nep-age New Economics Papers
on Economics of Ageing
Issue of 2022‒09‒05
five papers chosen by
Claudia Villosio
LABORatorio R. Revelli

  1. Does It Matter Who Cares for You? The Effect of Substituting Informal with Formal Personal Care on the Care Recipients' Health By Hollingsworth, Bruce; Ohinata, Asako; Picchio, Matteo; Walker, Ian
  2. Help Really Wanted? The Impact of Age Stereotypes in Job Ads on Applications from Older Workers By Ian Burn; Daniel Firoozi; Daniel Ladd; David Neumark
  3. Evaluation of a Text Message–Based COVID-19 Vaccine Outreach Program Among Older Patients: Cross-Sectional Study By Naheed Ahmed; Christian Boxley; Ram Dixit; Seth Krevat; Allan Fong; Raj M. Ratwani; Deliya Banda Wesley
  4. Denmark: Selected Issues By International Monetary Fund
  5. Pensiones de capitalización individual en América Latina: efectos, reformas, impacto del COVID-19 y propuestas de política By Mesa-Lago, Carmelo

  1. By: Hollingsworth, Bruce (Lancaster University); Ohinata, Asako (University of Leicester); Picchio, Matteo (Università Politecnica delle Marche, Ancona); Walker, Ian (Lancaster University)
    Abstract: We show that a Scottish policy reform, which introduced free formal personal home care for those aged 65 and above, reduced the probability and the hours of receiving informal personal care. Moreover, we find that the group of individuals that most benefited from the policy introduction, i.e. women aged 75 and above, experienced the largest fall in informal care. We go on to investigate whether such reductions in informal and increases in formal personal care impacted on the care recipients' health outcomes. Our results demonstrate that switching from informal to formal care does very little to the recipients' hospital usage and health outcomes.
    Keywords: long-term elderly care, ageing, financial support, difference-in-differences
    JEL: C21 D14 I18 J14
    Date: 2022–07
  2. By: Ian Burn; Daniel Firoozi; Daniel Ladd; David Neumark
    Abstract: Correspondence studies have found evidence of age discrimination in callback rates for older workers, but less is known about whether job advertisements can themselves shape the age composition of the applicant pool. We construct job ads for administrative assistant, retail, and security guard jobs, using language from real job ads collected in a prior large-scale correspondence study (Neumark et al., 2019a). We modify the job-ad language to randomly vary whether or not the job ad includes ageist language regarding age-related stereotypes. Our main analysis relies on machine learning methods to design job ads based on the semantic similarity between phrases in job ads and age-related stereotypes. In contrast to a correspondence study in which job searchers are artificial and researchers study the responses of real employers, in our research the job ads are artificial and we study the responses of real job searchers. We find that job-ad language related to ageist stereotypes, even when the language is not blatantly or specifically age-related, deters older workers from applying for jobs. The change in the age distribution of applicants is large, with significant declines in the average and median age, the 75th percentile of the age distribution, and the share of applicants over 40. Based on these estimates and those from the correspondence study, and the fact that we use real-world ageist job-ad language, we conclude that job-ad language that deters older workers from applying for jobs can have roughly as large an impact on hiring of older workers as direct age discrimination in hiring.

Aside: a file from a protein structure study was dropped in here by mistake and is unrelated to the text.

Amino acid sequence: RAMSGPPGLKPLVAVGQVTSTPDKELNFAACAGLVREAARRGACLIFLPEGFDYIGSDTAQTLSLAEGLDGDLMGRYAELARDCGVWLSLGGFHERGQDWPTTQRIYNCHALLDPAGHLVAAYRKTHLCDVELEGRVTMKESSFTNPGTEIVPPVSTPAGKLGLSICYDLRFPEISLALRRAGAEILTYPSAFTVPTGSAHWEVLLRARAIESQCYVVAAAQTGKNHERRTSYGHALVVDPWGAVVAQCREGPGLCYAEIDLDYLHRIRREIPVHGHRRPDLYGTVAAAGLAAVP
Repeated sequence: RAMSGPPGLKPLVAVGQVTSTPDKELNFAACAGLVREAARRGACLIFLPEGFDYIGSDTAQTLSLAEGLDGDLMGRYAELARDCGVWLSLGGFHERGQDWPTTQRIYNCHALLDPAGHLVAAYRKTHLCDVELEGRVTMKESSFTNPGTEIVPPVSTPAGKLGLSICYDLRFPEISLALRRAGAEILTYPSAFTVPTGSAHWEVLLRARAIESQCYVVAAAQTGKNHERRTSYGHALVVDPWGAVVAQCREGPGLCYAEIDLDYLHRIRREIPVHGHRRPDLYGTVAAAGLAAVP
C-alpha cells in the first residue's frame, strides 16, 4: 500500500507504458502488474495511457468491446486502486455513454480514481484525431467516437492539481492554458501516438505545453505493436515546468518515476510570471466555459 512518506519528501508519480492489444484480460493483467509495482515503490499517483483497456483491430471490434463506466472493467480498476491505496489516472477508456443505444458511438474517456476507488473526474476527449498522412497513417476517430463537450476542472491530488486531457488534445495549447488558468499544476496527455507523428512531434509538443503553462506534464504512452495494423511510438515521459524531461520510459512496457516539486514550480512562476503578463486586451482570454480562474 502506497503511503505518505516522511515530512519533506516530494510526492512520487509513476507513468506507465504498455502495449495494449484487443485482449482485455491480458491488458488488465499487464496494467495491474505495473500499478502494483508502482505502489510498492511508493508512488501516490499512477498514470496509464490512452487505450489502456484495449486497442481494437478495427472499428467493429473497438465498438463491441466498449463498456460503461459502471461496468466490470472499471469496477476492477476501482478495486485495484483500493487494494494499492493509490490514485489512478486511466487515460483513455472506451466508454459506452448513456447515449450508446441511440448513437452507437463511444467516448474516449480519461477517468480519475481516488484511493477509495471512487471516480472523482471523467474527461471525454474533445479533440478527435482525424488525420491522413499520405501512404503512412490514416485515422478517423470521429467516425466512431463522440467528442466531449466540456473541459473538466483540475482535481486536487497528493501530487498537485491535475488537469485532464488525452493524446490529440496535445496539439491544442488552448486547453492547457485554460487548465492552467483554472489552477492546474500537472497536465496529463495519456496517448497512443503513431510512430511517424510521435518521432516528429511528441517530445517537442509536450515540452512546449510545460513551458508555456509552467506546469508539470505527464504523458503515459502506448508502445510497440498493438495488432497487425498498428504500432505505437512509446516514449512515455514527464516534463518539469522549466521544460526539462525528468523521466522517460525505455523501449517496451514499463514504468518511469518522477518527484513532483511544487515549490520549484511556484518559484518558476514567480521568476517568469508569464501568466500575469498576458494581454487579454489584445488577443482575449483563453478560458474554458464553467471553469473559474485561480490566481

JEL: J14 J6 J7 J78
    Date: 2022–07
  3. By: Naheed Ahmed; Christian Boxley; Ram Dixit; Seth Krevat; Allan Fong; Raj M. Ratwani; Deliya Banda Wesley
    Abstract: The aim of this cross-sectional study was to assess the effectiveness of a COVID-19 vaccine text outreach approach for patients aged 65 years and older.
    Keywords: vaccine outreach, text messaging, elderly patients, evaluation, smartphone, text message, SMS, appointment, elderly, older adults, vaccine, effectiveness, engagement, cross-sectional
  4. By: International Monetary Fund
    Abstract: Selected Issues
    Keywords: measurement bias; I. pension system; income balance; saving-investment gap; reversal episode; Current account surpluses; Income; Current account; Wages; Trade balance; Global
    Date: 2022–06–16
  5. By: Mesa-Lago, Carmelo
    Abstract: En los últimos cuatro decenios, tres acontecimientos han impactado los principios de seguridad social emanados de la Organización Internacional del Trabajo (OIT): cobertura, solidaridad social e igualdad de género, suficiencia de las prestaciones, administración eficiente y a un costo razonable, y sostenibilidad financiera-actuarial. Los tres acontecimientos, enfocándose en las pensiones de seguridad social en América Latina, son: las reformas estructurales en once países, las cuales transformaron los sistemas “públicos” de beneficio definido (BD), riesgo colectivo y administración por el seguro social, en sistemas “privados” de contribución definida (CD), capitalización plena con cuentas individuales y gestión por corporaciones privadas; la epidemia mundial del COVID-19 y la crisis económica subsiguiente, y el proceso de envejecimiento demográfico. En este documento se analizan en detalle los tres acontecimientos.
    Date: 2022–07–19

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